# Functions as arguments

CS 231 Lecture Examples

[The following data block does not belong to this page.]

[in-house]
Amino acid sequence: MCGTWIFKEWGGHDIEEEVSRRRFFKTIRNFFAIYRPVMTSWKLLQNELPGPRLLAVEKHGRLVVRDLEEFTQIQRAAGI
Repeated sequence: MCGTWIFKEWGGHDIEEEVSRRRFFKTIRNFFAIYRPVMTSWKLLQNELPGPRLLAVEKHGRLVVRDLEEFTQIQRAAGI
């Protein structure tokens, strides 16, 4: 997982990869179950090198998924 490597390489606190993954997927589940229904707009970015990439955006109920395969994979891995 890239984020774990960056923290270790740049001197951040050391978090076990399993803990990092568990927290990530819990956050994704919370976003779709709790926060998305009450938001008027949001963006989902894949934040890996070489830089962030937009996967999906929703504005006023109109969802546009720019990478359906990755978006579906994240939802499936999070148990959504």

```; ; It is possible to create an anonymous function. (lambda (x) (+ x 1)) ; ; This is fairly useless unless you call it. ((lambda (x) (+ x 1)) 17) ; Which is a very verbose version of (+ 17 1) ; ; (mapcar f list) applies the function to each member of the list to give ; a new list. (mapcar 'abs '(4 5 -3 -11 4)) ; ; Mapcar can also work with multiple lists. The number of lists must equal ; the arity of the function. (mapcar '+ '(4 17 7) '(8 -5 21)) ; ; Anonymous functions can be used with mapcar. (mapcar (lambda (x) (+ x 1)) '(4 18 5 11 8)) (mapcar (lambda (x y) (+ (* x x) (* y y))) '(4 9 7 16) '(1 8 2 1)) ; ; The reduce function will combine all the members of a list to ; form a result value which is the combination of these. Here's ; a way to sum a list or take a product: (reduce '+ '(4 9 2 1)) ; Equiv to (+ (+ (+ 4 9) 2) 1) (reduce '* '(4 9 2 1)) ; Equiv to (* (* (* 4 9) 2) 1) ; ; Here's a brain-damaged, .. er.., interesting way to find the length of a ; list. (defun oddlen (lis) (reduce '+ (mapcar (lambda (x) 1) lis))) (oddlen '(this is a list)) ; ; This function selects the members of the list which satisfy the predicate. ; It is inconceivable that Common Lisp does not provide this somewhere as ; a standard function, but I cannot for the life of me find it. It's probably ; called something obvious like idaho. (defun select (f? lis) (cond ((null lis) ()) ((funcall f? (car lis)) (cons (car lis) (select f? (cdr lis)))) (t (select f? (cdr lis))) ) ) (select (lambda (x) (> x 10)) '(4 14 10 23 4 9 18)) ; ; Here's a version of select sort on a lisp list. (defun select_sort (lis) (if (or (null lis) (null (cdr lis))) lis (let* ( (themax (reduce 'max lis)) (maxes (select (lambda (x) (= x themax)) lis)) (others (select (lambda (x) (/= x themax)) lis)) ) (append maxes (select_sort others)) ) ) ) (select_sort '(4 9 18 4 45 18 4 12 4 198 15 8)) (select_sort '(22)) ```